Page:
John the Orphanotrophos
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John the Orphanotrophos (Greek: Ἰωάννης ὁ Ὀρφανοτρόφος), was the chief court eunuch (parakoimomenos) during the reign of the Byzantine Emperor Romanos III (r. 1028–1034). John was born in the region of Paphlagonia and his family is said to have been engaged in some disreputable trade, perhaps money-changing or, according to George Kedrenos, forgery. John was the eldest of five brothers. Two, Constantine and George, were also eunuchs, while the other two, Niketas and Michael, were 'bearded' men; the latter became Michael IV the Paphlagonian after John introduced him to the reigning empress Zoë. According to Michael Psellos, the two became lovers and could have hatched a plot to assassinate Zoë's husband, then reigning. Romanos was presumably killed in his bath on 11 April 1034. Certain contemporary sources implicate John in this assassination.
John first comes to historical attention as protonotarios and trusted confidant of Basil II (r. 976–1025). He supported Romanos' interests before the latter became emperor. After his elevation to the imperial throne, Romanos created John praepositus sacri cubiculi (head of the imperial household and the highest-ranking eunuch position; this title is probably identical with parakoimomenos) and senator.
With the accession of Michael IV, John was able to pursue his goal of furthering his family's interest with vigour. The chronicler John Skylitzes goes so far as to say that 'with John's help all of his brothers became members of the emperor's household'. John ensured that his sister Maria's husband, Stephen, was made admiral, his brother Niketas named Duke of Antioch (succeeded by his brother Constantine), and his brother George named protovestiarios in succession to Symeon, who resigned from his position in protest at John's behaviour and retired to Mount Olympus. Anthony the Fat, a member of John's extended family, was named Bishop of Nicomedia. Although John himself ultimately remained only an orphanotrophos, he effectively ran the state as a sort of prime minister. In 1037, John attempted to have himself made Patriarch of Constantinople by trying unsuccessfully to have Alexius Studites dismissed from the patriarchate.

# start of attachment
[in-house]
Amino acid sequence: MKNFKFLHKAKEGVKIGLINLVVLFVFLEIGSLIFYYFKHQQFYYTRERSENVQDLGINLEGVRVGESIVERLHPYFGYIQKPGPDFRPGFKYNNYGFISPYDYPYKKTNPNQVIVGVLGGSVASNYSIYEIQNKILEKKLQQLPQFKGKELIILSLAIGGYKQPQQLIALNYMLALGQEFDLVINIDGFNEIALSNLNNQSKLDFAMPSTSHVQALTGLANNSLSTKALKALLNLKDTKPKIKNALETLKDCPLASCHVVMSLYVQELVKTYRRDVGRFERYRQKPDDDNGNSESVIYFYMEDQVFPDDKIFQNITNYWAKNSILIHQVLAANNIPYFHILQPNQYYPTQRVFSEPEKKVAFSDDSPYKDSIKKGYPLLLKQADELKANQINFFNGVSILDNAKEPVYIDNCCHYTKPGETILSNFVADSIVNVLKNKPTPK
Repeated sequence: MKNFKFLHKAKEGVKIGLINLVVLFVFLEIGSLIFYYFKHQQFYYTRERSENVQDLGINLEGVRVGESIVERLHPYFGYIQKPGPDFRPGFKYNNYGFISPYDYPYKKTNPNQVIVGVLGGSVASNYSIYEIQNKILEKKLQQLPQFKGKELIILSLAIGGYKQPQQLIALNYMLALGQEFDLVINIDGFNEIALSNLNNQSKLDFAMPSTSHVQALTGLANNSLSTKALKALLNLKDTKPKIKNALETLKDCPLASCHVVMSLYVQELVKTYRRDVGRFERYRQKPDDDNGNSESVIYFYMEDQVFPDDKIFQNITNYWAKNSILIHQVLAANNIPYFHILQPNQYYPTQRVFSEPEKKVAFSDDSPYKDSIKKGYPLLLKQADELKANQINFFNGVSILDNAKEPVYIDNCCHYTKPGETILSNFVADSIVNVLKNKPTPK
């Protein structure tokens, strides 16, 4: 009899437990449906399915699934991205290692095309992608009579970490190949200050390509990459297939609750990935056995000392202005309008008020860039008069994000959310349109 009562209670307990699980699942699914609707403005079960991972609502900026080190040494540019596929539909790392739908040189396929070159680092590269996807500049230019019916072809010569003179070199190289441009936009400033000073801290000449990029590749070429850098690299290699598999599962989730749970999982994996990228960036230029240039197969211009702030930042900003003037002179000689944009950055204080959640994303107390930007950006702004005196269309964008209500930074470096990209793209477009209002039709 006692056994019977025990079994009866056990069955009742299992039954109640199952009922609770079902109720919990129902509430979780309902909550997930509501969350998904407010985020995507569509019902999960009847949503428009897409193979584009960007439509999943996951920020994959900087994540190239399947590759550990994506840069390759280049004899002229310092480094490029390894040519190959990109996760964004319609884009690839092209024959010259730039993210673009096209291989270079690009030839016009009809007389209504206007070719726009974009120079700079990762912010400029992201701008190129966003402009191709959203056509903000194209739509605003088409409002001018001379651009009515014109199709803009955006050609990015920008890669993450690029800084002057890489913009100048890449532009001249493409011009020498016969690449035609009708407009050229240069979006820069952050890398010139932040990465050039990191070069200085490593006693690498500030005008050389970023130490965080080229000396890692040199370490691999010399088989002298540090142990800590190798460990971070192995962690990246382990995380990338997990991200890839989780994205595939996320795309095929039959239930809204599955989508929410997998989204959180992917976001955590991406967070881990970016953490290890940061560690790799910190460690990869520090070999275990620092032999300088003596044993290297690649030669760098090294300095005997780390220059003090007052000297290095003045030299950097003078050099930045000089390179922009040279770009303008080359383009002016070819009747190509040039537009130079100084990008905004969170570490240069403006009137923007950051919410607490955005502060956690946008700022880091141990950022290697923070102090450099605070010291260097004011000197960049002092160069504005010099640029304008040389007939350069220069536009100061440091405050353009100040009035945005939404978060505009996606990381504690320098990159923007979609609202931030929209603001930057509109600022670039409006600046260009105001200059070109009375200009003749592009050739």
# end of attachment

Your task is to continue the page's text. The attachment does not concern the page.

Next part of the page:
John put Stephen in charge of the fleet bearing George Maniakes and his army to Sicily in 1038. After the disastrous desertions of the Normans, Salernitans, and Varangians from Maniakes' army, John recalled Maniakes and had him imprisoned. John appointed Michael Doukeianos catepan of Italy.
Eyes on powerEdit
As the epilepsy afflicting Michael IV worsened, John's grip on power tightened. John convinced the empress to adopt Stephen's son Michael as her own, thus ensuring the continuation of the Paphlagonian line. Michael IV died on 10 December 1041, possibly in suspicious circumstances, and Michael V succeeded him. Having seen Michael elevated to the imperial throne, John made his nephew Constantine his protégé with the object, according to Psellos, of ensuring his succession. Michael V exiled John to the Monastery of Monobatae in 1041 and then, again according to Psellos, had all of John's male relatives castrated. John and his brother Constantine were blinded in 1042 on the orders of the Patriarch of Constantinople, Michael I Cerularius. In the reign of Constantine IX, John was sent to Lesbos and died there on 13 May 1043.
John's position at the head of the state, his ability to stay in power notwithstanding the installation of new emperors, and his shrewd pursuit of his family's interests make him one of the most fascinating eunuchs in Byzantine history. As Psellos' description of him in Book 4 of his Chronographia shows, he was a very complex figure who could elicit equal measures of esteem and loathing in the same chronicler.
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- Charles M. Brand, Alexander Kahzdan and Anthony Cutler, 'John the Orphanotrophos' in Oxford Dictionary of Byzantium (New York: Oxford University Press, 1991), Vol. 2, p. 1070.
- Michael Psellus (trans. E.R.A. Sewter), Fourteen Byzantine Rulers (London: Penguin Books, 1953)
- Kathyrn M. Ringrose, The Perfect Servant: Eunuchs and the Social Construction of Gender in Byzantium (Chicago: University of Chicago Press, 2003), pp. 191–193.